Learning the Language of Love
When I was in university, I took a class in linguistics, the study of language. One day the professor asked, “What is the most important element that determines success in learning a foreign language?” This is a question we might ask ourselves also, since in our spiritual quest, we too are trying to learn a “foreign” language – the language of love. Actually, the language of love is not a foreign language; it is our mother tongue, but we have forgotten it, and instead we have become fluent in the language of the mind. In fact, we have forgotten the language of love so completely that the greatest struggle of our lives is the struggle to relearn it – to become fluent again.
Are there similarities between relearning the language of love and learning a foreign language?
In the linguistics class, we students offered several opinions about the most important factor in learning a foreign language: “Finding a good teacher,” one student suggested. “Living where the language is spoken – total immersion,” said another. “Being born with innate language skills,” the next one offered.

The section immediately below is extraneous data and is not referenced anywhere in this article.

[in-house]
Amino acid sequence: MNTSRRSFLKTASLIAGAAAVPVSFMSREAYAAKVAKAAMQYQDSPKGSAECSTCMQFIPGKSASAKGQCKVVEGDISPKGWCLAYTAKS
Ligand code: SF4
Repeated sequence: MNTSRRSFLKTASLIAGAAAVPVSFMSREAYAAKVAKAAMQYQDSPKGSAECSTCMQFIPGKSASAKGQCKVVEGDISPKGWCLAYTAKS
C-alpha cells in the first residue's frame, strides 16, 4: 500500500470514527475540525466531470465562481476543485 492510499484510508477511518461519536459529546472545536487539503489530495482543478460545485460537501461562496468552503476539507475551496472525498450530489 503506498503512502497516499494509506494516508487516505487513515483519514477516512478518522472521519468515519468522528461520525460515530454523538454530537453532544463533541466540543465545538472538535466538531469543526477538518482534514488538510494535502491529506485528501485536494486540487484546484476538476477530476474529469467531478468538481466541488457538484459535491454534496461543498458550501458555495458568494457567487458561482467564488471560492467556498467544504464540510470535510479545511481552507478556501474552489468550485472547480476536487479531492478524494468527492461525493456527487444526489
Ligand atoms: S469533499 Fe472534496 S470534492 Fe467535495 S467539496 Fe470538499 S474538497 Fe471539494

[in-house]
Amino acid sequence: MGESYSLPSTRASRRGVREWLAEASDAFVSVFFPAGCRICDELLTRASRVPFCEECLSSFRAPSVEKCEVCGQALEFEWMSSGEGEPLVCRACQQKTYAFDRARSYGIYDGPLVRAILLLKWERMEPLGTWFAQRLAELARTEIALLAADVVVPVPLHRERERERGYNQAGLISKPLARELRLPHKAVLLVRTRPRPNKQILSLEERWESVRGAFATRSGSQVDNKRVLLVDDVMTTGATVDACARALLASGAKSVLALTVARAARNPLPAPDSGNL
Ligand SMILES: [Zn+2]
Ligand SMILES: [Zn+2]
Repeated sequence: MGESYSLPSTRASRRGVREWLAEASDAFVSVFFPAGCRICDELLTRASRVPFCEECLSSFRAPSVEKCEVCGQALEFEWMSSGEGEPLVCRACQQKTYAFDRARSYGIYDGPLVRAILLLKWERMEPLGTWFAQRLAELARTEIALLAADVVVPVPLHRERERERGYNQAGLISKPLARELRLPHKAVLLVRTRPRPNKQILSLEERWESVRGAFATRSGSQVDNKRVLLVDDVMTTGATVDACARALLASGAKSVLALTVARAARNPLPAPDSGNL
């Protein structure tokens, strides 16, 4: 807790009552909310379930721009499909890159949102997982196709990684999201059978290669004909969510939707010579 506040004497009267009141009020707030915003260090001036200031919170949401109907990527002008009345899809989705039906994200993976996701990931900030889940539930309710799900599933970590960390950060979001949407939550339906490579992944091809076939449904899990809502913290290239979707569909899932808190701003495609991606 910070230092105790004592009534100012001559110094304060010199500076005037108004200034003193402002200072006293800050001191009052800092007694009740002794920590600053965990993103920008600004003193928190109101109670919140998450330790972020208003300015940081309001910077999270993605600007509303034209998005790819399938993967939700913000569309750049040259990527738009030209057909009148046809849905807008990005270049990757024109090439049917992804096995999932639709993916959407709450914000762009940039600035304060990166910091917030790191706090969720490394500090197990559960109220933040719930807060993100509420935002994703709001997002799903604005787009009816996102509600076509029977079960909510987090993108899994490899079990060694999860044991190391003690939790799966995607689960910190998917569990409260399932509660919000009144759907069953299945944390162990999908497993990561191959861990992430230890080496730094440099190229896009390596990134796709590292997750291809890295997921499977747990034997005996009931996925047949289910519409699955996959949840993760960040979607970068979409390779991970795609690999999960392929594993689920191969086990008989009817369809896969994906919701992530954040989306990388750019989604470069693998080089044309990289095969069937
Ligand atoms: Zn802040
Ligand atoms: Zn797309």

In reply, the professor said that a good teacher, although very important, is not the most important factor. Similarly, Baba Ji continually reminds us that having a spiritual Master will not do any good unless we follow the lessons he gives us. So merely having a good teacher is not sufficient.